Lucky for some.  Too busy with work and then Choir to get out on the only sunny day for ages yesterday, today was back to rain so, being stir crazy for some fishing on my mother river, it was a case of to Hell with it and get out tonight, get wet and fish for a couple of hours after half past seven and a quick supper.

The rain kept on but the flies were about and, braving the risk of bombardment, the spinners were busy with their vital mission.  The fish were glad of that and so was the angler.  Regulars on the Derbyshire Wye are familiar with the blistering power of the Wild Rainbow Trout that breed here.  Tonight one trout at first had me convinced I was into one of these famous fish. 

I was wrong.  This brown trout was so strong, and fought so fast and so furiously that it deceived me completely until near the end of the struggle when it showed itself for the first time.  To add to the perfection, on netting the fish, the little barbless fly (a Poly Prop Sherry) simply fell out.  It was possible to take a quick snap and release this lovely fish without so much as laying a finger on it.  This Friday the 13th proved to be most certainly a lucky day, alright then - lucky evening, and a happy day/evening too for your faithful blogger...

Regular Rod

Saturday, 7 July 2012

Spring-fed saviour!

Most of you will be aware that we English like to discuss our weather.  It's a safe topic of conversation when strangers, or only slight acquaintances, meet.  We nearly always agree with each other about the weather.  Believe me, you would not find it hard to meet folk in England today who would agree that the weather has been unseasonally wet!

The river outside my garden door is once more the colour of oxtail soup.  I wanted to fish for fish I could see this afternoon so used the car to drive a few miles to a local river that is almost entirely spring-fed.  The car was chosen instead of the bike because Henry wanted to come and I wanted him to be there too.  He cannot ride on the bicycle so the car it was...

We met Warren just before we started.  Henry was made to sit and wait before he was allowed to run to Warren for a cuddle and some love.  I'm hoping that these constant tests of Henry's obedience will help him to behave well on the shoots this coming winter.  His enthusiasm and affection are awe inspiring but they have to be channelled safely.  So far so good.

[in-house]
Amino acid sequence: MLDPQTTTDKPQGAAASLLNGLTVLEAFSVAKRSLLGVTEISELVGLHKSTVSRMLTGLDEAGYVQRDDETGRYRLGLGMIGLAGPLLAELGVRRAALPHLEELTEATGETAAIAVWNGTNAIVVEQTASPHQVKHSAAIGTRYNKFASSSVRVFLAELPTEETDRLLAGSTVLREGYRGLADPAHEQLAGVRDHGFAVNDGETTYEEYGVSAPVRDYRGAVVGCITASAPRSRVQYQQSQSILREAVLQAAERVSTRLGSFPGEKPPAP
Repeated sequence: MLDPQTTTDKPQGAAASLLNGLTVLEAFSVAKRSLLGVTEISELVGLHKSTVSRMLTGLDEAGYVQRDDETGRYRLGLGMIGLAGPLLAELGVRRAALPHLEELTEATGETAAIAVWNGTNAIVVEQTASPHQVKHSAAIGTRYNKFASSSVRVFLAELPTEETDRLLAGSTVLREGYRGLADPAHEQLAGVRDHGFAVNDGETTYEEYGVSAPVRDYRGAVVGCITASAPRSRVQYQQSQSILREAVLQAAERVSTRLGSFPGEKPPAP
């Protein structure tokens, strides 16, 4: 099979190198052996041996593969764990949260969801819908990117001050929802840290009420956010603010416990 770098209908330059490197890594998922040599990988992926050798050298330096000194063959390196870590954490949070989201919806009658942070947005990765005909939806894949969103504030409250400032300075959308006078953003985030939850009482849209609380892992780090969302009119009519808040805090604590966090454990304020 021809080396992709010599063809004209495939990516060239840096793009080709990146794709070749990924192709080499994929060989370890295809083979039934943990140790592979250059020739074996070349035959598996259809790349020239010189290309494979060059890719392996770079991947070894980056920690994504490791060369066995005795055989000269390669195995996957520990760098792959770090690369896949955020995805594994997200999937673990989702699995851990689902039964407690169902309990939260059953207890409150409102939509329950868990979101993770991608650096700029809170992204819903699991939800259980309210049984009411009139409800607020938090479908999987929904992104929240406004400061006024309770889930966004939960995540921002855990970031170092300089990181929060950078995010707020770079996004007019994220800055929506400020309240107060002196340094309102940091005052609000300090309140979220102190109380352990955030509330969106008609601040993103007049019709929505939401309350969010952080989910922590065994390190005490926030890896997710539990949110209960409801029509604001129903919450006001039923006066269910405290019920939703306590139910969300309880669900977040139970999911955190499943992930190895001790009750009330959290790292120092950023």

Wandering down the path (this is the path!) to the lower end of the beat it was evident the river was high!  There was water everywhere but it was still clear. Clear enough for fish to see the flies and clear enough for the angler to see and choose the fish he wanted to try and catch. 

A big version of the Nondescript Sedge (NDS) was chosen to start proceedings, as it was easy for both fish and angler to see.  This is the very fly and if you look closely you will see that the trouts' teeth have already cut the tying thread rib and it won't be long before this fly is defunct.


It proved effective.  Several lovely wild brown trout decided to eat it, starting with this fine example...


...who lives in this violent lasher to the outfall weir of an old dam built during the Industrial Revolution to power the workings of a Cupola Furnace that was used to burn the local limestone to make quicklime.

Right in the middle of this picture just under that overhanging dead stalk from last year's nettles is where the fly was taken.  A classic example of why dry fly casting sometimes has to be controllable and accurate at extreme CLOSE range.


Working our way upstream, a few more of these lovely wild brown trout came to the net having been tempted by the NDS.

One day I'll get a nice shot of a trout swimming away from the net having been safely released... 

Footprints left by trout that are too quick for my feeble timing of the shutter are all I seem to get at the moment.  Here's one to illustrate the frustrating problem!

As we reached the top of the beat our arrival coincided with a change on the water.  The trout were feeding much more frequently and it was clear by their "head-dorsal fin-tail" rises that they were eating spinners.  Looking against the light, the sky was getting crowded by dancing spinners, so off with the NDS ...


...and on with the Poly Prop Sherry (PPS)



This quickly led to more lovely wild brown trout coming to the net and Lo and Behold!  Henry understood to sit and NOT try to retrieve these prey.  I think he is learning some patience at last.

It was getting a bit too easy and this is a small river where restraint should always be at the forefront of the angler's mind, so we packed up.  I collected about a pound of gooseberries from a couple of feral gooseberry bushes on the way back to the car and that was going to be that.

The mobile 'phone went, with the news that a couple of friends from Hampshire were actually fishing on the next beat up from me.  An opportunity not to be missed!  "Let's go and see them Henry!"  A few minutes later and we were shaking hands (and agreeing on the weather)!

A few more minutes later and I was taking a snap of  a very happy, if moist, angler engaged in a successful battle...

They had to go early, to attend a singing concert in Haddon Hall, which I thought was a pity as the very best fishing time was just getting underway, but it was explained to me that, sometimes, sacrifices have to be made for the sake of family harmony.  A point, which this Englishman believes is like the weather, we can all agree upon it.